Wherever there's a service rendered, there's money to be squeezed out:
The plan, backed by Senate leader Phil Berger, would tax a variety of services that are currently exempt from charging sales tax: veterinarian visits; pet grooming; and repair, maintenance and installation on personal property such as cars. The taxing would begin Oct. 1 and would generate an estimated $202.9 million for the state in fiscal year 2016-2017.
It’s part of a massive Senate economic development and tax proposal that also includes personal and corporate income tax cuts – the next step in a Republican-led effort to shift more of the tax burden from income to sales taxes.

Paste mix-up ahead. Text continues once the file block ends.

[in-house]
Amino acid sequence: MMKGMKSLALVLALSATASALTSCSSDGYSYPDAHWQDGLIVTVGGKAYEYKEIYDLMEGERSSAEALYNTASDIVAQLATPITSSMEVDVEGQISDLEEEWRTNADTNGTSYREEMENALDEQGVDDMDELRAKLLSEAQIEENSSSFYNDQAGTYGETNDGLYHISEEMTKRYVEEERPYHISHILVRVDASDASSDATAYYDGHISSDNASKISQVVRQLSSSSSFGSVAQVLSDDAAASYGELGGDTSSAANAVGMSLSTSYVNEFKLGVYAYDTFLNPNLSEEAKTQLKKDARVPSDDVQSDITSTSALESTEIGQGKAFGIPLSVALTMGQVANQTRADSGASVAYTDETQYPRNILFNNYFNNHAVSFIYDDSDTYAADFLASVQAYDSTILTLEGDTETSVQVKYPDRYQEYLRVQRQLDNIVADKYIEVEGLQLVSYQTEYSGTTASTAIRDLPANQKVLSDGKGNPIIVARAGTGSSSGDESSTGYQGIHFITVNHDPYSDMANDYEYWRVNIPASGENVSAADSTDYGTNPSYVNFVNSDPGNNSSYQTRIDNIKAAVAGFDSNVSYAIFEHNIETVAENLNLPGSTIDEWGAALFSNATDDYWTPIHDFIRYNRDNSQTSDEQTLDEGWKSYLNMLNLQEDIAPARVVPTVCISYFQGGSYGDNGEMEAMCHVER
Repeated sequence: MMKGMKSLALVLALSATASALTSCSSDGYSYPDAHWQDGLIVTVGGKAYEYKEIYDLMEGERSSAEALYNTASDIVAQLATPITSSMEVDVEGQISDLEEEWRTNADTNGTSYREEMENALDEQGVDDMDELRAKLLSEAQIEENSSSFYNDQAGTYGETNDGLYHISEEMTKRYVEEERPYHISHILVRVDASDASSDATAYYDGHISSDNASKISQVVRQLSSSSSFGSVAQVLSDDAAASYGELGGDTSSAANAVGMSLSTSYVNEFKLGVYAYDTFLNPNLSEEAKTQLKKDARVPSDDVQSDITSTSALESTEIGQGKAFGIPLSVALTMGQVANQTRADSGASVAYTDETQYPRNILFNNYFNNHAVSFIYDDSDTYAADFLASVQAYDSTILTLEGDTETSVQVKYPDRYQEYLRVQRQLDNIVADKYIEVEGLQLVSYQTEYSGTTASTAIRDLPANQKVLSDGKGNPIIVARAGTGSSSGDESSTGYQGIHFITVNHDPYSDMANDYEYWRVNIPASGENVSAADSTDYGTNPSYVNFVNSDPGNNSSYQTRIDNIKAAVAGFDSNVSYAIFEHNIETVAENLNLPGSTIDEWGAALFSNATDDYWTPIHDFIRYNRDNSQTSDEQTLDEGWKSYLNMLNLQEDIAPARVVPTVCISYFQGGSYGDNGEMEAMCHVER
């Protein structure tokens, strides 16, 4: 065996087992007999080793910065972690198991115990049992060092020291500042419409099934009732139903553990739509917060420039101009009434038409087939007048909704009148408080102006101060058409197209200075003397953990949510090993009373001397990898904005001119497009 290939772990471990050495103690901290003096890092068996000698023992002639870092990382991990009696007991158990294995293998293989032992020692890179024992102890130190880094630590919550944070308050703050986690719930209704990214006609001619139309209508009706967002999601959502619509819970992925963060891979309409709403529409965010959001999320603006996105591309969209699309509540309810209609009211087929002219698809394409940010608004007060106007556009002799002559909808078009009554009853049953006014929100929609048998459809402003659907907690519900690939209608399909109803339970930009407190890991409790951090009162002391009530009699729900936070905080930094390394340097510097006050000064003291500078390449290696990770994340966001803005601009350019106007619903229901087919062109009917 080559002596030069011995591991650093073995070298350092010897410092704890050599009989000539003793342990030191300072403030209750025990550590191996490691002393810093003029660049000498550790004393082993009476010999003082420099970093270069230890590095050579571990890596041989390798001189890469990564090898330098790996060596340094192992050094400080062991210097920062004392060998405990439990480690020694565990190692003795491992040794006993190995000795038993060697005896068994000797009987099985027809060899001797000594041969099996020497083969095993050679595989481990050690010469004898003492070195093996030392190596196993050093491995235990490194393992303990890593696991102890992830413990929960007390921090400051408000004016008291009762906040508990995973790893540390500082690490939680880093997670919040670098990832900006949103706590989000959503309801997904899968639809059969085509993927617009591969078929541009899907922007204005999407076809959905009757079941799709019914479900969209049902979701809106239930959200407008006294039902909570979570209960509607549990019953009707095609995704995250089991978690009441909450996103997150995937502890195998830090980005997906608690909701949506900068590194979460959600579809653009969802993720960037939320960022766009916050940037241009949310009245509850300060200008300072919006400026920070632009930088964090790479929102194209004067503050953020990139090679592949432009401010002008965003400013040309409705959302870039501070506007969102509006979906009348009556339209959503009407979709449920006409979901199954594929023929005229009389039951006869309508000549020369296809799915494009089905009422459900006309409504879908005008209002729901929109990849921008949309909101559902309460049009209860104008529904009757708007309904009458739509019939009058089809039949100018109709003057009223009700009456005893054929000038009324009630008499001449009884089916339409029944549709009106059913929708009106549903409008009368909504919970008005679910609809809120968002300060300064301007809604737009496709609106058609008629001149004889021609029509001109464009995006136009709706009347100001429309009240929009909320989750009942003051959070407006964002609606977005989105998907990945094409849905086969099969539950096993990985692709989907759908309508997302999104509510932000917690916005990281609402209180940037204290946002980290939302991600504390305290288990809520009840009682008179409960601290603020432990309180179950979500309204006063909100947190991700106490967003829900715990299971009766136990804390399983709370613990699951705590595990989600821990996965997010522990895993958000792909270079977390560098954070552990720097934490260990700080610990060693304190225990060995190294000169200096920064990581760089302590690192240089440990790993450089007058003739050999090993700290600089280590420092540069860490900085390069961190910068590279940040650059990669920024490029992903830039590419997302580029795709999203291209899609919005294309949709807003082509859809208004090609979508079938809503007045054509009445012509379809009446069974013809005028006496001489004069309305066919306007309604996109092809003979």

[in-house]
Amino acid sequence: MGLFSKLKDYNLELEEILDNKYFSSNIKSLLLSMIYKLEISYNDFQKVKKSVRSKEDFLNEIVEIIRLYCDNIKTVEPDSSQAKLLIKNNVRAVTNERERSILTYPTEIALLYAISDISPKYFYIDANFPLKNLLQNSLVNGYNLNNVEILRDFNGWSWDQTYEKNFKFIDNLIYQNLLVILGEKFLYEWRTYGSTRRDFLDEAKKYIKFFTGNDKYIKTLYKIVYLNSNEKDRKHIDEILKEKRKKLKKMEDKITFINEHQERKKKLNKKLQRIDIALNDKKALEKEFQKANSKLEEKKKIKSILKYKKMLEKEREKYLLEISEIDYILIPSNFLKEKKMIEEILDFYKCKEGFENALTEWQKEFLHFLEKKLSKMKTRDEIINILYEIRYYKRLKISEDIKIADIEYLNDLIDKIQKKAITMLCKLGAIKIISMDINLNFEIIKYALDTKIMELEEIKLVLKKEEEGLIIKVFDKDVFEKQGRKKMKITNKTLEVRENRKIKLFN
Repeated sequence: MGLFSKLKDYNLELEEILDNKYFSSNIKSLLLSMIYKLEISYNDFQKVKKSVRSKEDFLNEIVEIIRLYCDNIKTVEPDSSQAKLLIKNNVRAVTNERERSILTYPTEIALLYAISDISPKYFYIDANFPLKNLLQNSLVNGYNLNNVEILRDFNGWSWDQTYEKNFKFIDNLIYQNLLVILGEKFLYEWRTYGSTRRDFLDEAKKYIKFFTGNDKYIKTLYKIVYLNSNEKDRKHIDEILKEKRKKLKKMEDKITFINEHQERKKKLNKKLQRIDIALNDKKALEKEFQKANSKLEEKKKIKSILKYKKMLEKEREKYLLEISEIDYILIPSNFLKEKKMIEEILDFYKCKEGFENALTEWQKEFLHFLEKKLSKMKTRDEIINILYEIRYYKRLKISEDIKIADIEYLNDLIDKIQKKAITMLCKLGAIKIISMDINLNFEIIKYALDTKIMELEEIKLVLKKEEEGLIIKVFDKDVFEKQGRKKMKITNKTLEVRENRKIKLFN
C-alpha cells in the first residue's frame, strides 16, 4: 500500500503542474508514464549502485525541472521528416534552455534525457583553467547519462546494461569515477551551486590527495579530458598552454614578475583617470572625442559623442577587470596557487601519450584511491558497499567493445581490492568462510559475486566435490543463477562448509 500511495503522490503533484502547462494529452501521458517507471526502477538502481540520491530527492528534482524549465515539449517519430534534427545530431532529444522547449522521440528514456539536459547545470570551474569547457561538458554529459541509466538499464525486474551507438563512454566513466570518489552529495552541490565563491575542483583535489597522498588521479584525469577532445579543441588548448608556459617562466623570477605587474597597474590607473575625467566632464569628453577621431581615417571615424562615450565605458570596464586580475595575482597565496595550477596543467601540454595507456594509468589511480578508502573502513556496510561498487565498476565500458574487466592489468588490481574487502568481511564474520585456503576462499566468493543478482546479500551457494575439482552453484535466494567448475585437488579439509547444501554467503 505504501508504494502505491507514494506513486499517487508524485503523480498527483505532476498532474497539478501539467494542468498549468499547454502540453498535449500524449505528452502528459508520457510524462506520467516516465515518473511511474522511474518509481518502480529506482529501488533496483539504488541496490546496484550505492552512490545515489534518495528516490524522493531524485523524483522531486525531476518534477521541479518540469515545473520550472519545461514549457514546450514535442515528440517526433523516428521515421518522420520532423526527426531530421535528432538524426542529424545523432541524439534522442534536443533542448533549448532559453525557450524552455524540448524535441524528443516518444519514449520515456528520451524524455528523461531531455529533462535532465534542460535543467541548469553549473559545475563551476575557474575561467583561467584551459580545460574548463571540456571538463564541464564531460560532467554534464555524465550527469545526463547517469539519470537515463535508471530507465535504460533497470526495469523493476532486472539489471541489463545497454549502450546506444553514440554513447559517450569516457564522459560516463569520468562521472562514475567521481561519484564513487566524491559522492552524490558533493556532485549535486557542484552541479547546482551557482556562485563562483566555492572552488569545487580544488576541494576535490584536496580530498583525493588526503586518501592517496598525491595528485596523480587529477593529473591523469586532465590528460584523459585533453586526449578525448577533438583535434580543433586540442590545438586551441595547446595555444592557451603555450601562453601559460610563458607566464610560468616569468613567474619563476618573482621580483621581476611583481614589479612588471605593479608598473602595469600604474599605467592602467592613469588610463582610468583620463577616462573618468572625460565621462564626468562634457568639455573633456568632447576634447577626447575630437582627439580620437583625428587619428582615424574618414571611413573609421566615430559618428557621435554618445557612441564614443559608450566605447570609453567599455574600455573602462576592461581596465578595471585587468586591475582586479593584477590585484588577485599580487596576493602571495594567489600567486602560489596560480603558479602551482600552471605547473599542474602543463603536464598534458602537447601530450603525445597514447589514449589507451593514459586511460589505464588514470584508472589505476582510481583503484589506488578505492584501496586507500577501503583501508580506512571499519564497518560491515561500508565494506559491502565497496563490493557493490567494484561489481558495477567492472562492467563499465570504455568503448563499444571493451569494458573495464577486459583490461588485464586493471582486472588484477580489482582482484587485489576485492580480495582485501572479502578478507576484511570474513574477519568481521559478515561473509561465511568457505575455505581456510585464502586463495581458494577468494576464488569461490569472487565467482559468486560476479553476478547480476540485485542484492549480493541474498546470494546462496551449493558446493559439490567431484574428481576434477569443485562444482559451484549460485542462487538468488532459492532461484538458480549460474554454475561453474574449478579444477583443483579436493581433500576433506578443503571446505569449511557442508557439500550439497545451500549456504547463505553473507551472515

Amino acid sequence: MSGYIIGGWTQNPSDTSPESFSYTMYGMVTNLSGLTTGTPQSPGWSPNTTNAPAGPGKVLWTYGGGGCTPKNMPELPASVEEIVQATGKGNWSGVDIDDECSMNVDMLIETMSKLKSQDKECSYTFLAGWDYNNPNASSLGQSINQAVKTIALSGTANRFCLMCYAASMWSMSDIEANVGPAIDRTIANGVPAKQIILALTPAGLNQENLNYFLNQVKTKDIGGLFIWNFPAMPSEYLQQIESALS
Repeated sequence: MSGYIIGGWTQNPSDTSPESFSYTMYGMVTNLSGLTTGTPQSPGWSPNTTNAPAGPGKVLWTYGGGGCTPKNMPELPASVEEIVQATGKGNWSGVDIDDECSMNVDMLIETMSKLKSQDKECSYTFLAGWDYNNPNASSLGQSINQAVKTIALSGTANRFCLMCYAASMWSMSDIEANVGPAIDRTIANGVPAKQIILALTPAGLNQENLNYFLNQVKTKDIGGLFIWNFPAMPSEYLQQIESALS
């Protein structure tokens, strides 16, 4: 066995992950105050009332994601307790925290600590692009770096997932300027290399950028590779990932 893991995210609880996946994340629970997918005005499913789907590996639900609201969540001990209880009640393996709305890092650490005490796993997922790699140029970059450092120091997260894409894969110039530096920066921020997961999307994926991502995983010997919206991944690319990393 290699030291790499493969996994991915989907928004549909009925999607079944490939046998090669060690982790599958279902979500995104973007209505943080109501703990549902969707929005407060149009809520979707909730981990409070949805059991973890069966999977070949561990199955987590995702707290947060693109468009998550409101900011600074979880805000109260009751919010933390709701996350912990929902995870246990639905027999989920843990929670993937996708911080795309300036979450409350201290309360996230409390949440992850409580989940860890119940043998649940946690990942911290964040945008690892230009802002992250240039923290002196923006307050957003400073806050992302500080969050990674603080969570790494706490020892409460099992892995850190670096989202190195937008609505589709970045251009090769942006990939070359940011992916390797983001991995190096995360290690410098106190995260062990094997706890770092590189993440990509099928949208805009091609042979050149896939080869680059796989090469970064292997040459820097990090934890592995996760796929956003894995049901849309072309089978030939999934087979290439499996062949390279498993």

It appears the Bergermeister has been drinking the free-market Kool-Aid too long, and has forgotten the basics of a consumer-based economy. Here's a definition of Commerce: "Exchange of goods or services for money or in kind, usually on a scale large enough to require transportation from place to place or across city, state, or national boundaries." In order to generate said Commerce, a multitude of individual commercial transactions must take place. You can't have the macro without the micro. Every time you exert pressure on that point of sale for goods and/or services, you will change behavior patterns to a certain degree, and the result could be (and sometimes is) devastating.